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A systematic review and meta-analysis suggested the relative risk per Gy increased for all cardiovascular disease and for the four major subtypes of cardiovascular disease.
Exposure to low doses of ionizing radiation was linked to an extra lifetime risk of developing cardiovascular disease (CVD), according to the results of a recent systematic review.1
The review of approximately 15,000 studies produced 93 non-overlapping studies and suggested modest, but significantly increased, excess lifetime risk of 2.3 to 3.9 deaths per 100 people exposed to one Gy of radiation.
“The study suggests that radiation exposure, across a range of doses, may be related to an increased risk of not just cancer, as has been previously appreciated, but also of cardiovascular diseases,” said Andrew Einstein, MD, PhD, senior study author, Columbia University Vagelos College of Physicians and Surgeons.2 “It should not steer people away from receiving radiation if necessary – in fact many medical uses of radiation are lifesaving – but it underscores the importance of ensuring that radiation is used appropriately and kept as low as reasonably achievable.”
The systematic review and meta-analysis researched the risk of radiation associated CVD observed in therapeutically or diagnostically exposed cohorts. For the analysis, investigators further examined groups exposed to generally lower levels of radiation dose (with maximum dose <0.5 Gy) or low dose rate (<5 mGy/h). The systematic review used PubMed/Medline, Embase, Scopus, and Web of Science’s Core Collection to systematically search literature with no limits applied in October 2022, but investigators excluded animal studies and those without an abstract.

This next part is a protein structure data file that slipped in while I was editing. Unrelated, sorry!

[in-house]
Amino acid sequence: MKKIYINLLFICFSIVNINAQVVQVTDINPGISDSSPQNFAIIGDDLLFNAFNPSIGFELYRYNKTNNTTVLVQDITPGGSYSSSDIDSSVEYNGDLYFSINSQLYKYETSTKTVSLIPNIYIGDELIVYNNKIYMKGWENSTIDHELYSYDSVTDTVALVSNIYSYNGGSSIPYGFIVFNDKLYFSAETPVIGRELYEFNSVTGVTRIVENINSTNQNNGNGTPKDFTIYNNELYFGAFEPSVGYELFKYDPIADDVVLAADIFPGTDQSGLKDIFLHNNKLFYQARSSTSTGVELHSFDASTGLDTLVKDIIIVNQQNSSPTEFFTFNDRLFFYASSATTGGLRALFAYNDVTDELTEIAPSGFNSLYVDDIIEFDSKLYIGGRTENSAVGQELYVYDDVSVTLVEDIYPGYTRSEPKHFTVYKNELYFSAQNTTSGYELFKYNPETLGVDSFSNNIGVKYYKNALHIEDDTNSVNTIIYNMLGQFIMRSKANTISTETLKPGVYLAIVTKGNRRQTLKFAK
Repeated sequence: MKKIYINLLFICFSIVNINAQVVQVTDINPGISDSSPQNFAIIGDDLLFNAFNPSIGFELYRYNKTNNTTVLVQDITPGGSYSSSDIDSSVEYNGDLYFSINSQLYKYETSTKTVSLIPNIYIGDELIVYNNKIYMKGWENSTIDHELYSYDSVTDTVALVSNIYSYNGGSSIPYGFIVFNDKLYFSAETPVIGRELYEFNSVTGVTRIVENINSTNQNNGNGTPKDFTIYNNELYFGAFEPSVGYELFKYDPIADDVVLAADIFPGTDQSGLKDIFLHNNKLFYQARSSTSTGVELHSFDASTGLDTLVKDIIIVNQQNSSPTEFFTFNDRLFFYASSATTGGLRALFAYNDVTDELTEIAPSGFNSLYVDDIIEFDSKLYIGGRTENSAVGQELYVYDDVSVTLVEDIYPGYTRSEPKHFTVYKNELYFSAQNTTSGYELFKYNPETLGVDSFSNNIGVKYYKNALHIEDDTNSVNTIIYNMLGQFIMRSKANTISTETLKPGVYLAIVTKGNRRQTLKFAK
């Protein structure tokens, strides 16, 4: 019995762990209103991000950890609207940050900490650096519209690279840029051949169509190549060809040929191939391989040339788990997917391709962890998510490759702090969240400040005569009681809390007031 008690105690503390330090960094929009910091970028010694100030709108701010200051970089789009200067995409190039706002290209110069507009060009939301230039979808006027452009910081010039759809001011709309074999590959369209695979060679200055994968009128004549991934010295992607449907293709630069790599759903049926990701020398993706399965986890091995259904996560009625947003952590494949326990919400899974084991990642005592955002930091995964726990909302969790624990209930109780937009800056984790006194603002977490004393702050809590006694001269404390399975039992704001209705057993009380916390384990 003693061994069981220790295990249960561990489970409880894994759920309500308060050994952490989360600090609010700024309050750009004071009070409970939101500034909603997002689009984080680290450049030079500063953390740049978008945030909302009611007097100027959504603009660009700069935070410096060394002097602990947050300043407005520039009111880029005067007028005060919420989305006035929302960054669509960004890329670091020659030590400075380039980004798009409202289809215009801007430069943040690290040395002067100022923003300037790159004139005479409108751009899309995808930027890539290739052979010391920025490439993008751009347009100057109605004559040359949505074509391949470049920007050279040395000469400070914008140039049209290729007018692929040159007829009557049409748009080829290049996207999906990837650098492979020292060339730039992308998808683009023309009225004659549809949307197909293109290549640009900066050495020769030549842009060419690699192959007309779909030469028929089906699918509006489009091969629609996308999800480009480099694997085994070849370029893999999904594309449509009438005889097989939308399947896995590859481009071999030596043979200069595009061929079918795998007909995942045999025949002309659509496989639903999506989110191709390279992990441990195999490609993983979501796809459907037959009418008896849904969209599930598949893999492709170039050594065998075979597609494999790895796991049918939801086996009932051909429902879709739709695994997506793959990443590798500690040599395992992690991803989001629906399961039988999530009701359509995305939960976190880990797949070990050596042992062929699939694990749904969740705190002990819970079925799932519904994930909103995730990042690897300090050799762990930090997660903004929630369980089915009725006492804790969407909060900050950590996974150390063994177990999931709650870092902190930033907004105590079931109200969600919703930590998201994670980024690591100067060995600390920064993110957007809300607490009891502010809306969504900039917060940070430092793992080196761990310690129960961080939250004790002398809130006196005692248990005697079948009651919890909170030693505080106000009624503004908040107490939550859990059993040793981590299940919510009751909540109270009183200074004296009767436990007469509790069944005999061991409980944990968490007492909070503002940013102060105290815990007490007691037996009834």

Four major subtypes of CVD determined a priori were used: ischemic heart disease, heart disease apart from ischemic heart disease, cerebrovascular disease, and all other types of CVD. As well as these four outcome categories, investigators additionally looked for information on overall CVD. In the analysis, the basis for estimation of radiation risk is the value of excess relative risk per unit of effective dose (excess relative risk per Sv) or absorbed dose (excess relative risk per Gy) of radiation exposure.
Upon analysis, in 93 studies, the relative risk per Gy increased for all CVD (excess relative risk per Gy, 0.11; 95% confidence interval [CI], 0.08 to 0.14) and for the four major subtypes of CVD. The investigative team noted interstudy heterogeneity (P <.05 for all endpoints but other heart disease), potentially a result in interstudy variation in unmeasured confounders or effect modifiers. It was markedly reduced if investigators restricted attention to higher quality studies or those at moderate doses (<0.5 Gy) or low dose rates (<5 mGy/h).
According to the analysis, for ischemic heart disease and all CVD, the risks were larger per unit dose for lower doses, suggesting an inverse dose effect, and for fractionated exposures, suggesting an inverse dose fractionation effect. Estimated risks of mortality from CVD were dominated by cerebrovascular disease (around 0.94- 1.26% per Gy), with the next largest contribution from ischemic heart disease (around 0.30-1.20% per Gy), based on the data.
Moreover, the population based excess absolute risk estimates for radiation exposure induced death for all CVD range from 2.33% per Gy (95% CI, 1.69% to 2.98%) for England and Wales to 3.66% per Gy (95% CI, 2.65% to 4.68%) for Germany. Einstein and colleagues noted these data largely reflect the underlying risk of CVD mortality.
The investigative team indicated the need for more research to determine the exact increased excess lifetime risk of heart disease from lower doses of radiation.
“The effect of lower doses of radiation on the heart and blood vessels may have been underestimated in the past,” Einstein said.2 “Our new study suggests that guidelines and standards for protection of workers exposed to radiation should be reconsidered, and efforts to ensure optimal radiation protection of patients should be redoubled.”